Melt butter in heavy large skillet over medium-high heat.

Add shallots and saute until beginning to brown, about 4 minutes.

Add mushrooms and stir to coat.

Add broth and cream and bring sauce to boil.

Reduce heat to medium-low, cover and simmer until mushrooms are tender, about 20 minutes.

Uncover and boil until sauce thickens slightly, stirring occasionally, about 5 minutes. Season sauce with salt and pepper.

Cook pasta in large pot of boiling salted water until 'al dente', stirring occasionally.

Drain, reserving 1/2 cup cooking water.

Return pasta to pot. Add sauce; toss over medium-low heat until heated through, adding reserved cooking water by tablespoonfuls if pasta is dry.

Season with salt and pepper. Serve, passing cheese separately. Makes 4 to 6 servings.

That's it!


 Recipe: Panna Cotta con Salsa di Fragole e Vin Santo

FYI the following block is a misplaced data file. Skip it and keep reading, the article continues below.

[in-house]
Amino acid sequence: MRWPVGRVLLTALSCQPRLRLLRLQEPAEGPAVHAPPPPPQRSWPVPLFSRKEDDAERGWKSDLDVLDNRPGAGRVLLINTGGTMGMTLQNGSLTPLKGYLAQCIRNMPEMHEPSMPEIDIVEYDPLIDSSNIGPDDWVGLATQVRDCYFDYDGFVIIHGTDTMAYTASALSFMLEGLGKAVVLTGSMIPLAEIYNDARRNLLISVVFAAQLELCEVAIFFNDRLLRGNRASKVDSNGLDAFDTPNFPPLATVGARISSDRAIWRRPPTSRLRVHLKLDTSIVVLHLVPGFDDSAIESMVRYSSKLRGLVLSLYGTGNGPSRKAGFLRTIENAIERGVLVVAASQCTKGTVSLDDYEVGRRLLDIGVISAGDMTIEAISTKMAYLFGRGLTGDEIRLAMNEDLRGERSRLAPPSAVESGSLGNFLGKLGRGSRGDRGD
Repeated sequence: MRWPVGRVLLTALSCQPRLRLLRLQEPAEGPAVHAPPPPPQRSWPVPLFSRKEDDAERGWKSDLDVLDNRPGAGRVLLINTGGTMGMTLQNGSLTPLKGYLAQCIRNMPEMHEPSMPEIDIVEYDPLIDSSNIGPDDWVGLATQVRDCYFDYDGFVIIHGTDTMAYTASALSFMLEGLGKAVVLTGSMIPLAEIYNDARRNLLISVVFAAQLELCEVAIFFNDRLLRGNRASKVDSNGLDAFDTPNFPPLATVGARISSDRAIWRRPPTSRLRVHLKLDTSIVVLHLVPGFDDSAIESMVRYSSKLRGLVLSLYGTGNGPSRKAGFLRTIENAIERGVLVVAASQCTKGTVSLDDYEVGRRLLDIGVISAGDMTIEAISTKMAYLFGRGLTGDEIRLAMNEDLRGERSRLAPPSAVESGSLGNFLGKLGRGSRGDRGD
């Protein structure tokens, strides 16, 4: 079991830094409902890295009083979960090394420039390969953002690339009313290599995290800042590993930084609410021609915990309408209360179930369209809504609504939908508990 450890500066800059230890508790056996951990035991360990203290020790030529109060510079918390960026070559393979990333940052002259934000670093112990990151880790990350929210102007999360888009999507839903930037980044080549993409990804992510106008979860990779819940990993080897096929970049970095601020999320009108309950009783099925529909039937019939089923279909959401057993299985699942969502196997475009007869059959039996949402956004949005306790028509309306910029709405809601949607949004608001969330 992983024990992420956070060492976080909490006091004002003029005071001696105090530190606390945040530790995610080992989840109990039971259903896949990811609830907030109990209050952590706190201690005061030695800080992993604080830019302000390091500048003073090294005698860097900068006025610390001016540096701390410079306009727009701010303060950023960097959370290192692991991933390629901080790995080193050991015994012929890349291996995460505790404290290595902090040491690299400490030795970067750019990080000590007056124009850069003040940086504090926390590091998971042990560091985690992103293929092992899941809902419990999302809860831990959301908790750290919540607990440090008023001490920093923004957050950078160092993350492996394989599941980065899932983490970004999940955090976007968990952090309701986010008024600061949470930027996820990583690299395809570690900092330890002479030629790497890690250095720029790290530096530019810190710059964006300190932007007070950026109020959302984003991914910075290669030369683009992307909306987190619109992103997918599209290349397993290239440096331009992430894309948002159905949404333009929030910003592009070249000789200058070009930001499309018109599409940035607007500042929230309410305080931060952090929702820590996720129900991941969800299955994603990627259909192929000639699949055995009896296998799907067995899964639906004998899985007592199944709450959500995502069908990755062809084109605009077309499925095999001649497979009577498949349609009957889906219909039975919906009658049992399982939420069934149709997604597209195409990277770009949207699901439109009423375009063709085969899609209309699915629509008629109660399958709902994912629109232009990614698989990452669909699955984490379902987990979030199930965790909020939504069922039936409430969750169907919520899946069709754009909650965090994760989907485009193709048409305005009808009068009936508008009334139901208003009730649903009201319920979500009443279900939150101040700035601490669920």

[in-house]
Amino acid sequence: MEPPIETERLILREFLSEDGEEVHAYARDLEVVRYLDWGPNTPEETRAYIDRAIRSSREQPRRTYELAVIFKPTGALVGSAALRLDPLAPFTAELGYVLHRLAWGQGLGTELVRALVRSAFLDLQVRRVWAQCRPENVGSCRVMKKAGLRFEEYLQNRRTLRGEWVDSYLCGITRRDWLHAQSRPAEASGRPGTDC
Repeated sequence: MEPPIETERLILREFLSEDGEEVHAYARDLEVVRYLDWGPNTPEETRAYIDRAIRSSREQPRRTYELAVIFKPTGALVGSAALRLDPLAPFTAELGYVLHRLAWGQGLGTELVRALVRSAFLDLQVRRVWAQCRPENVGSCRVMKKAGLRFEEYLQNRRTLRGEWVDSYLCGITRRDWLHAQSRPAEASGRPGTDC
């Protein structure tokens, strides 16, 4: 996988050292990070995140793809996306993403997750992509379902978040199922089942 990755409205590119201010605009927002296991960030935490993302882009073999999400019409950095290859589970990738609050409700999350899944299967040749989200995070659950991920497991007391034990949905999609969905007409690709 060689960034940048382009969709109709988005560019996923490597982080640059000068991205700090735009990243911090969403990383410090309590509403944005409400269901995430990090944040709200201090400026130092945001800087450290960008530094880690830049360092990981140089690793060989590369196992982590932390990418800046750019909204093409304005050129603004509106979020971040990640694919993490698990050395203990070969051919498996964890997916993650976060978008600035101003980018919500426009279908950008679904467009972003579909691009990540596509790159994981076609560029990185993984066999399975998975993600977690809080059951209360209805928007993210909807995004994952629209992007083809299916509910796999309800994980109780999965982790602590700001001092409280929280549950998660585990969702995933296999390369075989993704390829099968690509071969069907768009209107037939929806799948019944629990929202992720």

Panna Cotta con Salsa di Fragole e Vin Santo
Panna Cotta with Strawberry-Vin Santo Sauce

Ingredients:

1/4 cup cold water
4 teaspoons unflavored gelatin
4 cups whipping cream
1 cup sugar
1 tablespoon orange blossom honey
1/4 teaspoon vanilla extract
1 tablespoon Vin Santo,* Muscat wine or cream Sherry

2 cups pine nuts (about 9 ounces)
Additional pine nuts

For the strawberry vin santo sauce:
1 lb fresh strawberries, hulled, quartered (about 4 cups)
1/3 cup sugar
2 tablespoons Vin Santo,* Muscat wine or cream Sherry
1/4 teaspoon vanilla extract
1/4 teaspoon (packed) grated lemon peel

Directions:

Prepare the panna cotta:
Pour 1/4 cup water into metal bowl; sprinkle gelatin over. Let stand until gelatin softens, about 10 minutes.

Set bowl in saucepan of simmering water. Stir just until gelatin dissolves, about 1 minute.

Combine cream, sugar, honey and vanilla in heavy large saucepan. Bring to boil, stirring until sugar dissolves. Remove from heat.

Add gelatin mixture and Vin Santo; whisk until well blended.

Divide 2 cups pine nuts among ten 3/4-cup custard cups.

Divide cream mixture among cups. Chill overnight.

Set cups in small bowl of warm water to loosen panna cotta, about 20 seconds each.

Run small knife between panna cotta and custard cups. Invert panna cotta onto plates.

Spoon sauce over. Sprinkle with additional pine nuts; serve. Makes 10 servings.